Opinions Thu, 4 Aug 2016

How prepared is Ghana Police Force for the inevitable?

Gone are the days when every country’s security officers were trained to apprehend suspects and perpetrators. These day and age, the new perpetrators move fast like a laser beam and they’re faceless.

Unfortunately, the new world’s socio-economic order has produced twenty-first century terrorists and criminals who are more sophisticated and deadly than ever. They can hit downtown Manhattan, USA and Burkina Faso or Paris and Nigeria, simultaneously with no sweat because they’re very mobile with modern networks and well -financed.

Now, there is no place to hide. Literally, the places we used to think of as safe: our homes, hotels, schools, churches, shopping malls, on air planes and trains, entertainment parlors and airports —have been violated with increasingly regularity. Personal security has changed remarkably. They have so many resources to use to help them find their next victims.

So we all need protection urgently because things are falling apart. In the light of that, most countries have now designed new elite police force—that is more advanced and well- trained—to prepare for the inevitable.

Yes, they’re preparing for an attack that is expected to hit their major towns and cities, airports, stadiums and places of worship sooner than later. In USA, every town or city has an elite police force and day after day these officers conduct exercises to help hone their skills and prepare the scenario of terrorists attack.

With that in mind, I’m tempted to ask whether or not the Ghanaian security forces have been left out in the cold on this one. And if we’re ready, are our theoretical elite police forces stationed only in the nation’s capital or……? I’m just wondering! With our accident prone-road network I wonder how long it will take an imaginary elite police force from say Kumasi, to rescue a hostage situation in a hotel somewhere in Akosombo.

With our ill-equipped and integrity- impaired police force how much does it know about hostage rescue situations and techniques, let alone to protect the innocent population? We don’t even have enough dogs in our arsenal to fight common crimes on the streets of Ghana.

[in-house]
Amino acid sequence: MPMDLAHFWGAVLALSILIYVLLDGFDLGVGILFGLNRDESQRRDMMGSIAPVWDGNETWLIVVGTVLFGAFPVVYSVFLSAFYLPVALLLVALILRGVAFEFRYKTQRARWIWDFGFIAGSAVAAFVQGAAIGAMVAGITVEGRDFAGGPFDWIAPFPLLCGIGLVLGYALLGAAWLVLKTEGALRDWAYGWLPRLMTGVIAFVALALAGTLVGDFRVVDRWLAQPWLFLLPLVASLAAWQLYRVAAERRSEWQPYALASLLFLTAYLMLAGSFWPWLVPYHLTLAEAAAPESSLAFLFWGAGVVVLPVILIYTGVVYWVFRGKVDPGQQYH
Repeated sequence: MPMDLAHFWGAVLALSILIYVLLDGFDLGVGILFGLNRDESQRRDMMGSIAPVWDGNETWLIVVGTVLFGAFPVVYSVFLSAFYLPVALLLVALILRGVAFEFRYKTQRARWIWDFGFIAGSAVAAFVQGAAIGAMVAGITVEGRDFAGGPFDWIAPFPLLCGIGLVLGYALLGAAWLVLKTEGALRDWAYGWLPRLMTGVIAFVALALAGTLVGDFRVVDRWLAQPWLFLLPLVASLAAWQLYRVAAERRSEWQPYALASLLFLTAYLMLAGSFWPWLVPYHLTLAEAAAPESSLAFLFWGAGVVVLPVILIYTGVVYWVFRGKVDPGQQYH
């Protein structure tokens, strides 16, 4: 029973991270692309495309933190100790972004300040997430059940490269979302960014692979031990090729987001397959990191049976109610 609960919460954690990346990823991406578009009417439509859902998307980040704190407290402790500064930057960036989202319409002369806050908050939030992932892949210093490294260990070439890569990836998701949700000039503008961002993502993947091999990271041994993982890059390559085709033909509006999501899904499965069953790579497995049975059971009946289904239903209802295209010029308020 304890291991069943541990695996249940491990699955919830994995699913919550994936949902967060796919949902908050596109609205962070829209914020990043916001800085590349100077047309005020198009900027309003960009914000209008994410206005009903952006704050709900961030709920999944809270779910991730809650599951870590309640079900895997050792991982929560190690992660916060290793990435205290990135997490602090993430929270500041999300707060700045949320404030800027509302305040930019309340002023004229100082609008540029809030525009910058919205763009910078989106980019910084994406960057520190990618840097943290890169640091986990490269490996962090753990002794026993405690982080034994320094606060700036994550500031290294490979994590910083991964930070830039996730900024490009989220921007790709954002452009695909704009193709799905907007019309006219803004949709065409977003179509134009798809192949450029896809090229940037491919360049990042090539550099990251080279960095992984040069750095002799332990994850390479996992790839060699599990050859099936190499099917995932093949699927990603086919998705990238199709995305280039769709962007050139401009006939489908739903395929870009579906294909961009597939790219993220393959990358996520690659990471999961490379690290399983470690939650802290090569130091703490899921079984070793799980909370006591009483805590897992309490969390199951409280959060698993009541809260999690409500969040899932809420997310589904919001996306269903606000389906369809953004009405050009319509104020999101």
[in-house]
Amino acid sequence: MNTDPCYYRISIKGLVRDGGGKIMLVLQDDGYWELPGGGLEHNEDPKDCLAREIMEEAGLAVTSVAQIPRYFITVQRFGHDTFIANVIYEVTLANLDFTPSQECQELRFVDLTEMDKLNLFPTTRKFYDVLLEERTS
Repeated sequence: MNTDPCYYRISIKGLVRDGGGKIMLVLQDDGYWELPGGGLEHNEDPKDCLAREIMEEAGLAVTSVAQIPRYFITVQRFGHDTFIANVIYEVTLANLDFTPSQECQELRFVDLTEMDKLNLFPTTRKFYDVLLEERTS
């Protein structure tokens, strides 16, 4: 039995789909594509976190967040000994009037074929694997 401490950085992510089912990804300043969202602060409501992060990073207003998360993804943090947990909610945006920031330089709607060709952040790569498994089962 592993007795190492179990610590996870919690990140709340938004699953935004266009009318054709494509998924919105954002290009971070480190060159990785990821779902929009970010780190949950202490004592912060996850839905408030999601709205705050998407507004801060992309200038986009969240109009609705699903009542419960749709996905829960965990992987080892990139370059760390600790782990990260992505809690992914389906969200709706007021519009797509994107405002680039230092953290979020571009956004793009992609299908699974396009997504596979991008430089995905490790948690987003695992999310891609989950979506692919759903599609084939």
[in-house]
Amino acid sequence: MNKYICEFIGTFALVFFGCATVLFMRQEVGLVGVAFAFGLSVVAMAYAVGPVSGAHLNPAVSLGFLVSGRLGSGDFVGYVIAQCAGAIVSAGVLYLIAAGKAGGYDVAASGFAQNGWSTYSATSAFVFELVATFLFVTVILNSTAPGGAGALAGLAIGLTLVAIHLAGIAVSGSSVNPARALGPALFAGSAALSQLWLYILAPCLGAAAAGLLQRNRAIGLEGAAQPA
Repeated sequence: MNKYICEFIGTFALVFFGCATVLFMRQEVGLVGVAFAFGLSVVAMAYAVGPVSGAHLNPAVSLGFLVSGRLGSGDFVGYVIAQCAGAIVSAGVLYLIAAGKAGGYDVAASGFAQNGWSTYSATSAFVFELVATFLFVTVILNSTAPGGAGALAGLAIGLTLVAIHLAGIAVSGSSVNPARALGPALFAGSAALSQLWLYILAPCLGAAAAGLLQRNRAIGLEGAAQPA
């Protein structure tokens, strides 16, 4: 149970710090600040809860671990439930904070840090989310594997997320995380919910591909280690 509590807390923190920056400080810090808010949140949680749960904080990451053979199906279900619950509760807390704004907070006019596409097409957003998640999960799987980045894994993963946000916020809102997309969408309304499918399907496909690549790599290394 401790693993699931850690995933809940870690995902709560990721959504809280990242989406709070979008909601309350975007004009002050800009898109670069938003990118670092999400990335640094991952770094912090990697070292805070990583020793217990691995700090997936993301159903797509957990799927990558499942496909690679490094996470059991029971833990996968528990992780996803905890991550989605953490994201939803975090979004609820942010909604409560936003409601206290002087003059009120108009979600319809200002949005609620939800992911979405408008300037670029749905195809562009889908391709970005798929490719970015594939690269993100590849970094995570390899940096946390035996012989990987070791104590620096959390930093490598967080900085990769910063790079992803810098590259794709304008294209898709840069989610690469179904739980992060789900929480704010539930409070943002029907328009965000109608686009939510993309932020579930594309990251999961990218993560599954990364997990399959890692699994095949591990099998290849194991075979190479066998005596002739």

Now, speaking of an elite police force, how will (the bad apples in) our police force maintain its life- style when the driverless cars hit Ghana? The self-driving vehicles are rapidly getting ready to hit on the highways in the united States, Japan, UK ,France and Germany very soon, but is our Police force prepared to embrace this new technology or we’re going to let it pass us by like a wind because of greed and self-interest?

Well, for the sake of those who have been vacationing in the caves in Afghanistan with the Talibans for the past decade, driverless cars are specially designed vehicles with sensors and GPs on board to give directions and control movements automatically.

Yes, there are other impediments to this technology; not to mention how to work it into our archaic legislation process. But that is just the small part of the issue. The major issue is it will put the Ghanaian police force out of ‘business’ permanently—no, I kid you not! The point is our police officers can’t get any money from a driverless vehicle since there will be no one in the driver’s seat of the car to talk to or demand “something” for nothing—oh Lord, have mercy!

Don’t laugh because this is a serious business—no pun intended! Oh yes, with the hiccups in our political corridors and the brouhaha about this issueless election campaign season, we need something to ponder on to anesthetize our pains and frustrations in this year’s election process. It’s amazing how every presidential candidate in this election season skates to pass the real issues of the day and leaves the average voter with an opened-jaw.

Anyway, once we’re on the police force I would like to know this: Since there is no in –service training programs for an average Ghanaian police officer after graduating from the Police Depot, is the force ready to protect and deliver us from all evils at this dangerous time when everyone is vulnerable?. This is something to give all of us some sleepless nights because when our law makers are not even secured none of us is safe.

I’m not trying to be paranoid here, but if we don’t design an elite police force in every district to prepare for the inevitable we will one day say, “if only we had been more careful and proactive”.

Until we meet again, stay blessed, educated and informed.

Columnist: Adu-Gyamfi, Kwaku